ABCDEs of Melanoma: How Doctors Diagnose Skin Cancer

Medically Reviewed By Raechele Cochran Gathers, MD
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The ABCDEs of melanoma outline five visible skin features that are characteristic of early melanoma. Dermatologists created the ABCDEs of melanoma to help people recognize the disease and catch it before it spreads. The American Academy of Dermatology estimates that 1 in 5 people in the United States will develop skin cancer in their lifetime. The ABCDEs of melanoma can help you catch skin cancer early enough to treat it effectively.

This article explains the ABCDEs of melanoma and how to check your skin for skin cancer, including tips for detecting cancer early. It also discusses different types of skin cancer, signs and symptoms, and when to call the doctor.

What are the ABCDEs of skin cancer?

Doctors use the ABCDE characteristics of skin damage to diagnose and classify skin cancer.
Doctors use the ABCDE characteristics of skin damage to diagnose and classify skin cancer. Illustration by Mekhi Baldwin

Skin cancer responds best to treatment when you catch it early. Melanoma, the third most common type of skin cancer, is the most dangerous type. It tends to spread to other body parts, including vital organs. When a melanoma spot reaches the size of a dime on your skin, it has a 50% chance of spreading.

Five telltale signs can help you recognize melanoma. You can use the ABCDE rule for skin cancer to help you remember them:

1. Asymmetry

With melanoma, one-half of the spot is not like the other half.

2. Border

A melanoma spot has an irregular or scalloped border. The border is not clearly defined.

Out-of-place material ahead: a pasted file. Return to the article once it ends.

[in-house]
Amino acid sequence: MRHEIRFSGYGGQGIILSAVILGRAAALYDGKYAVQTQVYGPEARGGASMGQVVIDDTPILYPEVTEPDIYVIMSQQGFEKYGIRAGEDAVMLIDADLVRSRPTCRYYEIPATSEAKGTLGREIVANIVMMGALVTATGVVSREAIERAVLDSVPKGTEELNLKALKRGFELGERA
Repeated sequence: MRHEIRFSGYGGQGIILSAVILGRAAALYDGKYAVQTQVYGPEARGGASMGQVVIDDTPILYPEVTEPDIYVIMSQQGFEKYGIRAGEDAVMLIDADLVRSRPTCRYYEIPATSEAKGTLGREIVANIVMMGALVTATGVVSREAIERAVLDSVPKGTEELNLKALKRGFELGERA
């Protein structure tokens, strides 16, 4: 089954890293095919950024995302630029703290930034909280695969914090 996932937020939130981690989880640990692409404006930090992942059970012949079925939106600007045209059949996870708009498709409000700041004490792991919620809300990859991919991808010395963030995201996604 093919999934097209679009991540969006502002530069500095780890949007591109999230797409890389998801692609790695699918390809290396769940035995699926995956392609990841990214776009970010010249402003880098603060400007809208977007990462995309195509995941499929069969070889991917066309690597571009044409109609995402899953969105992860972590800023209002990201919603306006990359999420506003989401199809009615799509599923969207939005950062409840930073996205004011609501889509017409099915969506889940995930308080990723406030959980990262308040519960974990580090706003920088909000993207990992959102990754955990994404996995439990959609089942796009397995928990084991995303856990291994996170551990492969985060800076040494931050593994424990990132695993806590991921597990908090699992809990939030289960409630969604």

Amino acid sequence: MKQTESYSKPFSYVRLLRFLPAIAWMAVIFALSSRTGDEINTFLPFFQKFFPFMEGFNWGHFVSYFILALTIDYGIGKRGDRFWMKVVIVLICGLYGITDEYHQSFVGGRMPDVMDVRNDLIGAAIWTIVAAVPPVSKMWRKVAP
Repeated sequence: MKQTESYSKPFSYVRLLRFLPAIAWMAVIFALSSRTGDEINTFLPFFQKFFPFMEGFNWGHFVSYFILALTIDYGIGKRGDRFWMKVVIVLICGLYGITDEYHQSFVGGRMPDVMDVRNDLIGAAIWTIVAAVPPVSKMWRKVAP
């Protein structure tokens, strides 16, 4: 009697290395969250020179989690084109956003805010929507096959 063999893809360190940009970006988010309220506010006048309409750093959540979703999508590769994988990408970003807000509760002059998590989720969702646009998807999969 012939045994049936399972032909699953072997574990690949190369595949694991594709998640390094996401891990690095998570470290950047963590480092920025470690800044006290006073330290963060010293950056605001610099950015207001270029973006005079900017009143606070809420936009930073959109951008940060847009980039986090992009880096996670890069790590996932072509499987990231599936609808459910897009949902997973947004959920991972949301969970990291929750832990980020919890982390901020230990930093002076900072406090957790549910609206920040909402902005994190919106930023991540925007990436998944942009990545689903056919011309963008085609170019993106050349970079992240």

3. Color

Melanoma varies in color from one area to the next. This includes shades and areas of:

  • tan
  • brown
  • black
  • white
  • blue
  • red

4. Diameter

Melanoma spots are typically larger than 6 millimeters. This is about the size of a pea or pencil eraser. However, melanomas may be smaller than this at the time of diagnosis.

5. Evolving

It is important to monitor the spot. It may evolve or change in size, shape, or color.

What are the signs and symptoms of skin cancer?

In addition to the ABCDEs of melanoma, the most common sign of skin cancer is a change in your skin. Not all cancers look the same, but signs to look for include:

  • new growth
  • change in a current growth or mole
  • sore that will not heal

How do you check your skin for skin cancer?

You can increase your chances of spotting skin cancer early by checking your skin regularly. Here are steps for checking your skin for skin cancer:

  1. Scan your body while standing in front of a long mirror: Examine your body front and back in a mirror. Raise each arm to look at your sides, right and left.
  2. Check your underarms, forearms, and palms: With your elbows bent, look carefully at your palms, forearms, and underarms.
  3. Check your legs, toes, and the soles of your feet: Look at your legs, front and back. Examine your feet and toes, including between your toes and the bottom of your feet.
  4. Check your neck and scalp: Use a hand mirror to look closely at your scalp and the back of your neck. Separate your hair for a closer look at your scalp.
  5. Check your back and buttocks: Finally, check your back and buttocks with a hand mirror.

What are the types of skin cancer?

There are three major types of skin cancers, which all begin in the epidermis (the outermost layer of skin):

Squamous cell carcinoma

Squamous cell carcinoma is a type of skin cancer that: